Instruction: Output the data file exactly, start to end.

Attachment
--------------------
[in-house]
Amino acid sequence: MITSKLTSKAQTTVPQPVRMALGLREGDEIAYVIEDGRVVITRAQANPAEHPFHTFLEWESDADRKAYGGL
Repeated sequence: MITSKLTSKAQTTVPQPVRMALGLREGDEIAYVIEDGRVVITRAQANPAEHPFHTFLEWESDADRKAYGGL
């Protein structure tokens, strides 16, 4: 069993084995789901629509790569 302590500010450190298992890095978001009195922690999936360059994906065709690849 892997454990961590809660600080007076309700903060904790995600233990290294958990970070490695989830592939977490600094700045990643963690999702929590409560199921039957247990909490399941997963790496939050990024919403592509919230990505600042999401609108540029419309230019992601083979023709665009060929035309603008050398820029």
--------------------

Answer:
[in-house]
Amino acid sequence: MITSKLTSKAQTTVPQPVRMALGLREGDEIAYVIEDGRVVITRAQANPAEHPFHTFLEWESDADRKAYGGL
Repeated sequence: MITSKLTSKAQTTVPQPVRMALGLREGDEIAYVIEDGRVVITRAQANPAEHPFHTFLEWESDADRKAYGGL
């Protein structure tokens, strides 16, 4: 069993084995789901629509790569 302590500010450190298992890095978001009195922690999936360059994906065709690849 892997454990961590809660600080007076309700903060904790995600233990290294958990970070490695989830592939977490600094700045990643963690999702929590409560199921039957247990909490399941997963790496939050990024919403592509919230990505600042999401609108540029419309230019992601083979023709665009060929035309603008050398820029």